Ds106 is a free, online, open participant course on Digital Storytelling; anyone with an internet connection can join the class, for free. At its most basic, the goal of the course is to creatively tell story using a variety of digital mediums, to get others to discuss your work and create something of their own.
Some of the first assignments were to create a MacGuffin and animated gifs. They sparked twitter conversation at #ds106 and eventually had students both at York and open lighting up the ds106 feed with their assignments. Participants also joined another online community, dailyshoot, daily posting a photograph that had to be taken that day, according to a specific topic, and using specific hash-tags that put the picture on the website’s feed. Students can even create their own assignments and post them for others to do. This course is not taught traditionally, bearing another interesting aspect, an underlying story arch: Michael Smith (the instructor) stars as Dr. Oliver, an old scientist, embarking on a journey to the center of the internet, leaving us video posts as he learns to use the tools along the way.
CT 101 Intro to Video has long been the foundation of courses for the Communications Technology program: it is the longest running class in the program, the first major course of anyone in the program and a popular general elective at York College. The original course model was based on portrait style documentary production. Participants spent the semester learning the art of storytelling through a lens, creating a 3-5 minute piece on a particular aspect of a subject. You can see examples of their work here. This course mostly focused on preparing CT students concentrating in Digital Video (DV), getting them familiar with cameras, lighting setups, the interviewing and editing process.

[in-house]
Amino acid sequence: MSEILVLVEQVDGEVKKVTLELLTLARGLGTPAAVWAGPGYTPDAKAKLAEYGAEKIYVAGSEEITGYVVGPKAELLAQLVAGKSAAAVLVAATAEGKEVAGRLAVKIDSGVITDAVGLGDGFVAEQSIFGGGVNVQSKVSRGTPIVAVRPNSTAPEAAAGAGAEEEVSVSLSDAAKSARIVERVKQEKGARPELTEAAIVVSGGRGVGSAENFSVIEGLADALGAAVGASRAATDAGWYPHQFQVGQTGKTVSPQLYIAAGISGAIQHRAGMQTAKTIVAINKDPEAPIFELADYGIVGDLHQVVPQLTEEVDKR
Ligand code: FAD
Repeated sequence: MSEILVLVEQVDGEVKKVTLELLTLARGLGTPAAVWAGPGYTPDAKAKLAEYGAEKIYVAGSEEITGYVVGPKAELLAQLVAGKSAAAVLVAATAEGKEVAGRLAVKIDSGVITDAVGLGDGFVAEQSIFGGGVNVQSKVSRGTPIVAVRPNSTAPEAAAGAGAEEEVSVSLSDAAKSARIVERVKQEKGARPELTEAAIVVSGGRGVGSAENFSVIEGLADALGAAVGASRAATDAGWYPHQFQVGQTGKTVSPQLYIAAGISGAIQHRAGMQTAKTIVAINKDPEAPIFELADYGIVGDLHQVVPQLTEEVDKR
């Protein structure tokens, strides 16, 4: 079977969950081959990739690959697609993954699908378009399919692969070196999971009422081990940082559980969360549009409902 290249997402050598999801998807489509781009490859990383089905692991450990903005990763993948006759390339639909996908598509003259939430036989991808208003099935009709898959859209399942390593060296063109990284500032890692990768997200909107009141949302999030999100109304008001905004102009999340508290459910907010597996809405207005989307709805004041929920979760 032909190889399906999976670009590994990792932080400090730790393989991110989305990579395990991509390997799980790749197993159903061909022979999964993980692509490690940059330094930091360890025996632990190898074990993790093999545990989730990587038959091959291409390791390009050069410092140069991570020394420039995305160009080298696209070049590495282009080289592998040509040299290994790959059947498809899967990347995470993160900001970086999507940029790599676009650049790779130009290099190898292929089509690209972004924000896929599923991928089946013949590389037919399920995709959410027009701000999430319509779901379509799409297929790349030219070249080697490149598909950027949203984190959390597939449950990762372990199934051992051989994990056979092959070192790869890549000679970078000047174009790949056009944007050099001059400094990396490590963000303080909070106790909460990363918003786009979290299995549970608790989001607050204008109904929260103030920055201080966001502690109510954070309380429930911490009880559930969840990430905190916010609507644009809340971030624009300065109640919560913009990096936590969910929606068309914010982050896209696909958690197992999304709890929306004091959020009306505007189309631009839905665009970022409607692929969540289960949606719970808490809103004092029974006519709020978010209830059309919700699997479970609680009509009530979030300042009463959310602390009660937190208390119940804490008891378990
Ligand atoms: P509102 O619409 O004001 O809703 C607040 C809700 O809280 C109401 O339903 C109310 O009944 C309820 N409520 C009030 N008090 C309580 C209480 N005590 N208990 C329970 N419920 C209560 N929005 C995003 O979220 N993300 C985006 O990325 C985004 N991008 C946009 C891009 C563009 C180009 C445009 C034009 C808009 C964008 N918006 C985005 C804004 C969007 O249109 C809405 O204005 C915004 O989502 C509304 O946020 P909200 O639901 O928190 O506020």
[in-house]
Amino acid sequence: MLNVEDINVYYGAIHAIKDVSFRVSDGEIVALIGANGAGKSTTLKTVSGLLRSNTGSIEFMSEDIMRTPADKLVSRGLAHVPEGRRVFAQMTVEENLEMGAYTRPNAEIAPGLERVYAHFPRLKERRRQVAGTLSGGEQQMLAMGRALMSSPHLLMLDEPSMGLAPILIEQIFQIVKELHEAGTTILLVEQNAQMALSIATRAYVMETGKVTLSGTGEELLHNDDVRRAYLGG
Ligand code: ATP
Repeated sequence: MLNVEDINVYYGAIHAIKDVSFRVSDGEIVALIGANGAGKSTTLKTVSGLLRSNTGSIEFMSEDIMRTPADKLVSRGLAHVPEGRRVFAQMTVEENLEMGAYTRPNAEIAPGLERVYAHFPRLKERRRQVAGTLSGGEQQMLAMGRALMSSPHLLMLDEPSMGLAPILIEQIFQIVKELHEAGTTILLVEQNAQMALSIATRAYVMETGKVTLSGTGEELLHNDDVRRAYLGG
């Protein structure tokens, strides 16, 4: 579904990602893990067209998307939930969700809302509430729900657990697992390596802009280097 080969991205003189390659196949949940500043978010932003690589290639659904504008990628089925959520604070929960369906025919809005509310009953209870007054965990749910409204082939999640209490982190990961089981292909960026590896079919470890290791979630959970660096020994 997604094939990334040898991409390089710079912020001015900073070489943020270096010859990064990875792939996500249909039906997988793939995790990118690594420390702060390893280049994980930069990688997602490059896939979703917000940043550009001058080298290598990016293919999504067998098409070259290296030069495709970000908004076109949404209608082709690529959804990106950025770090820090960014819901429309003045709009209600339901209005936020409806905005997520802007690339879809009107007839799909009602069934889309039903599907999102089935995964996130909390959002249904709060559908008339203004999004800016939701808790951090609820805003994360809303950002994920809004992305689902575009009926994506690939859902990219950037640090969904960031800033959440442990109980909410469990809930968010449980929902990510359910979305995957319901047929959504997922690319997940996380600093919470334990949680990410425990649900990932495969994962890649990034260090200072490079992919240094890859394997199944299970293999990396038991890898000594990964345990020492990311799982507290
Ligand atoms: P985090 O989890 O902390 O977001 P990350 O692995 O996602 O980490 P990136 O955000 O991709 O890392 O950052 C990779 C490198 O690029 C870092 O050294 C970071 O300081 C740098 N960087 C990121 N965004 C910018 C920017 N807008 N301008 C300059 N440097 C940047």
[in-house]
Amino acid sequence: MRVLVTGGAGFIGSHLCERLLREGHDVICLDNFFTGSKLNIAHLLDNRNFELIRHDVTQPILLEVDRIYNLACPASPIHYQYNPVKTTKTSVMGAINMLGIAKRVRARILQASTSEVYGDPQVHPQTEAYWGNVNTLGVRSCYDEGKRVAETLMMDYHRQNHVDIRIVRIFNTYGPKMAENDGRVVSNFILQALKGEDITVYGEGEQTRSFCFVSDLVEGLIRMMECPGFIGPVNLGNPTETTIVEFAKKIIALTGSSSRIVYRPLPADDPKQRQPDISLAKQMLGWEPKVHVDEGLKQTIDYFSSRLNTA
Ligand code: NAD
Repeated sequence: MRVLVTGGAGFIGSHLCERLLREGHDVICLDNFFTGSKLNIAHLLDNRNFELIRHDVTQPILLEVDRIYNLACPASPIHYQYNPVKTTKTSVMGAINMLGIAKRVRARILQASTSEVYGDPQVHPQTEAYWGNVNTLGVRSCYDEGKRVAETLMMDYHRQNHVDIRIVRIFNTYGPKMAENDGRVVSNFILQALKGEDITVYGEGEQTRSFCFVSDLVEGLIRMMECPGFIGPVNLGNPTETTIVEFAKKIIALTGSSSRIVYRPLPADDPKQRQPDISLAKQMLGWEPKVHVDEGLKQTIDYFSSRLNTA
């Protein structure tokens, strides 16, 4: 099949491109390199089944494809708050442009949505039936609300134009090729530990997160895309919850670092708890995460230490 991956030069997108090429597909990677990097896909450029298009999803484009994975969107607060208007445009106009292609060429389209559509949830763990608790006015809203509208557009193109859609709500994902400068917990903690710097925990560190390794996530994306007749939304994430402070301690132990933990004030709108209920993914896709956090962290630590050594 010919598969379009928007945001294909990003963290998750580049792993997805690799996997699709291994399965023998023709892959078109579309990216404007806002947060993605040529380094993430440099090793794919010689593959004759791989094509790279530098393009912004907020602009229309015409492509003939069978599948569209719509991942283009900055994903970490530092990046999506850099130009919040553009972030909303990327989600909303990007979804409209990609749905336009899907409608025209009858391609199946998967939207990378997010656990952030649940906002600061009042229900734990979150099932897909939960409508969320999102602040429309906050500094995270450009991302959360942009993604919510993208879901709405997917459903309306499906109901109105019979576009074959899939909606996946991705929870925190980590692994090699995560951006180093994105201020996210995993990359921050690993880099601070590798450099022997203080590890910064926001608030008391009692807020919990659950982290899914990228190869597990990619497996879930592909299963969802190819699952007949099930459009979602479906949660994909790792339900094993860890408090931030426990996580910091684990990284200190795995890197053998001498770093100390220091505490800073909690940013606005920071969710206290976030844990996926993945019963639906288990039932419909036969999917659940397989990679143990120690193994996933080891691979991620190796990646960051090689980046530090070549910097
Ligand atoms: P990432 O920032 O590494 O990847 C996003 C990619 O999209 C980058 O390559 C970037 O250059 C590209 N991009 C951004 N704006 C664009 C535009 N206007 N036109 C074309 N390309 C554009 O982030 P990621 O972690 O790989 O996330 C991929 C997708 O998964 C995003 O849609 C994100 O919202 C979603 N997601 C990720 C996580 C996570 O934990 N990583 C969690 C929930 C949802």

The new curriculum for this course takes a more general approach, discussing storytelling on multiple digital formats. Students begin by setting up their own online space, and get used to using social tools like flickr, twitter and youtube as part of a general creative community. They then spend the semester creating works that tell and retell stories using digital design/remixing, photography, audio, video, etc. Arguably the best thing about this new model is its online presence. The CT program has been moving toward a more open design, starting with the advent of CT 399 Portfolio Design, which began the use of blogs as a medium to host classes, keep track of and to increase the audience for student work. Being part of the ds106 online community means more feedback and greater impact for student work.
The new CT 101 requires students to purchase a domain name, a commercial web hosting account that uses LAMP/cPanel and install WordPress; tutorials are provided. It is cheaper than the cost of books (less than $10 a month) and because it’s your personal account, you can do anything you wish with it! Ds106 advocates using publicly available tools, that can be accessed by anyone for free, so you don’t need photoshop or protools to make anything in the class; in fact, that would be cheating.
This is the first semester the new course has run, and also the first time it has run with two sections. Several interesting things have occurred this semester. During October, Michael Smith did a live ds106 radio broadcast from the Occupy Wall Street site in Zuccotti Park, which inspired him to make Fat Chance Monopoly cards supporting the movement. An open participant also put together a Storify and Audio archive of the broadcast. Shortly afterward, York and open students welcomed a class of students from Japan to ds106, changing the storyline of the class as it was forcibly overtaken. The course is not finished yet, so we look forward to seeing more of the work that will be produced and how the story will end.